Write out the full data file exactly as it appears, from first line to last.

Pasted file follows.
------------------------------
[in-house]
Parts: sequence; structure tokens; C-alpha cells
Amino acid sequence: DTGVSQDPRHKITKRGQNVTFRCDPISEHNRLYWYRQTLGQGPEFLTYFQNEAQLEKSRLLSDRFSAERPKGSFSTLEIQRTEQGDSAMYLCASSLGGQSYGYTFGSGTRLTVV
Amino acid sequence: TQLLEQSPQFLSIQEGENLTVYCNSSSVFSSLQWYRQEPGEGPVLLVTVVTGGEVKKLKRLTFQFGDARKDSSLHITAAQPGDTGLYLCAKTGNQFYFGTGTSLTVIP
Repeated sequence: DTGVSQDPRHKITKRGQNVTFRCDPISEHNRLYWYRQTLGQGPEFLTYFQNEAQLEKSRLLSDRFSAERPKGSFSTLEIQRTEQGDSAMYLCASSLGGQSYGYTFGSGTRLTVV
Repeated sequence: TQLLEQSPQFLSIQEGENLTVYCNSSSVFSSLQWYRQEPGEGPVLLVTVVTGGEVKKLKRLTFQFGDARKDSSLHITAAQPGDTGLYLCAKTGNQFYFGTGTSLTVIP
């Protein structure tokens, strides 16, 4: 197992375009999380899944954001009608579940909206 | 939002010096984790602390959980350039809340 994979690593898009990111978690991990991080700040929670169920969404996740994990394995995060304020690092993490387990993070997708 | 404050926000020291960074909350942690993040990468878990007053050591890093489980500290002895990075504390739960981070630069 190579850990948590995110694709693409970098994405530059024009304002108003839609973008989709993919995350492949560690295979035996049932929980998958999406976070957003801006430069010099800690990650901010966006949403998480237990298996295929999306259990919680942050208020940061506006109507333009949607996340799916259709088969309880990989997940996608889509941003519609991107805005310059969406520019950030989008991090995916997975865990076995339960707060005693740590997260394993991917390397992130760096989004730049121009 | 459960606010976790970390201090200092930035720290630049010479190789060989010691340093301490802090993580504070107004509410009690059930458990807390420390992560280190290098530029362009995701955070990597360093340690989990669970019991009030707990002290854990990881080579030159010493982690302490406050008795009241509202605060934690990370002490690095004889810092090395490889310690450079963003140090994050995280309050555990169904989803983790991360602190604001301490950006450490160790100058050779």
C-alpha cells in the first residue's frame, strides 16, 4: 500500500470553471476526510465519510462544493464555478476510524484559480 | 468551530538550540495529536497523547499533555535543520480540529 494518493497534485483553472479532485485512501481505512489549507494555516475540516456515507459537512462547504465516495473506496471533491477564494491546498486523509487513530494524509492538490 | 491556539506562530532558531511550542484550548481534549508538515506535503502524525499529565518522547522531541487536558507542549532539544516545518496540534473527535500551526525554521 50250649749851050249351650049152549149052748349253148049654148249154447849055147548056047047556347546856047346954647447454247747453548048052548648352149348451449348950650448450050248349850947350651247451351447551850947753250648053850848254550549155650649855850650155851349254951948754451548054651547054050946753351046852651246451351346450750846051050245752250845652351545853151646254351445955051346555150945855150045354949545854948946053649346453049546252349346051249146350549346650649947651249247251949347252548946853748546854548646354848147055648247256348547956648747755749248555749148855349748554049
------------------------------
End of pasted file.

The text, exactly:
[in-house]
Parts: sequence; structure tokens; C-alpha cells
Amino acid sequence: DTGVSQDPRHKITKRGQNVTFRCDPISEHNRLYWYRQTLGQGPEFLTYFQNEAQLEKSRLLSDRFSAERPKGSFSTLEIQRTEQGDSAMYLCASSLGGQSYGYTFGSGTRLTVV
Amino acid sequence: TQLLEQSPQFLSIQEGENLTVYCNSSSVFSSLQWYRQEPGEGPVLLVTVVTGGEVKKLKRLTFQFGDARKDSSLHITAAQPGDTGLYLCAKTGNQFYFGTGTSLTVIP
Repeated sequence: DTGVSQDPRHKITKRGQNVTFRCDPISEHNRLYWYRQTLGQGPEFLTYFQNEAQLEKSRLLSDRFSAERPKGSFSTLEIQRTEQGDSAMYLCASSLGGQSYGYTFGSGTRLTVV
Repeated sequence: TQLLEQSPQFLSIQEGENLTVYCNSSSVFSSLQWYRQEPGEGPVLLVTVVTGGEVKKLKRLTFQFGDARKDSSLHITAAQPGDTGLYLCAKTGNQFYFGTGTSLTVIP
């Protein structure tokens, strides 16, 4: 197992375009999380899944954001009608579940909206 | 939002010096984790602390959980350039809340 994979690593898009990111978690991990991080700040929670169920969404996740994990394995995060304020690092993490387990993070997708 | 404050926000020291960074909350942690993040990468878990007053050591890093489980500290002895990075504390739960981070630069 190579850990948590995110694709693409970098994405530059024009304002108003839609973008989709993919995350492949560690295979035996049932929980998958999406976070957003801006430069010099800690990650901010966006949403998480237990298996295929999306259990919680942050208020940061506006109507333009949607996340799916259709088969309880990989997940996608889509941003519609991107805005310059969406520019950030989008991090995916997975865990076995339960707060005693740590997260394993991917390397992130760096989004730049121009 | 459960606010976790970390201090200092930035720290630049010479190789060989010691340093301490802090993580504070107004509410009690059930458990807390420390992560280190290098530029362009995701955070990597360093340690989990669970019991009030707990002290854990990881080579030159010493982690302490406050008795009241509202605060934690990370002490690095004889810092090395490889310690450079963003140090994050995280309050555990169904989803983790991360602190604001301490950006450490160790100058050779």
C-alpha cells in the first residue's frame, strides 16, 4: 500500500470553471476526510465519510462544493464555478476510524484559480 | 468551530538550540495529536497523547499533555535543520480540529 494518493497534485483553472479532485485512501481505512489549507494555516475540516456515507459537512462547504465516495473506496471533491477564494491546498486523509487513530494524509492538490 | 491556539506562530532558531511550542484550548481534549508538515506535503502524525499529565518522547522531541487536558507542549532539544516545518496540534473527535500551526525554521 50250649749851050249351650049152549149052748349253148049654148249154447849055147548056047047556347546856047346954647447454247747453548048052548648352149348451449348950650448450050248349850947350651247451351447551850947753250648053850848254550549155650649855850650155851349254951948754451548054651547054050946753351046852651246451351346450750846051050245752250845652351545853151646254351445955051346555150945855150045354949545854948946053649346453049546252349346051249146350549346650649947651249247251949347252548946853748546854548646354848147055648247256348547956648747755749248555749148855349748554049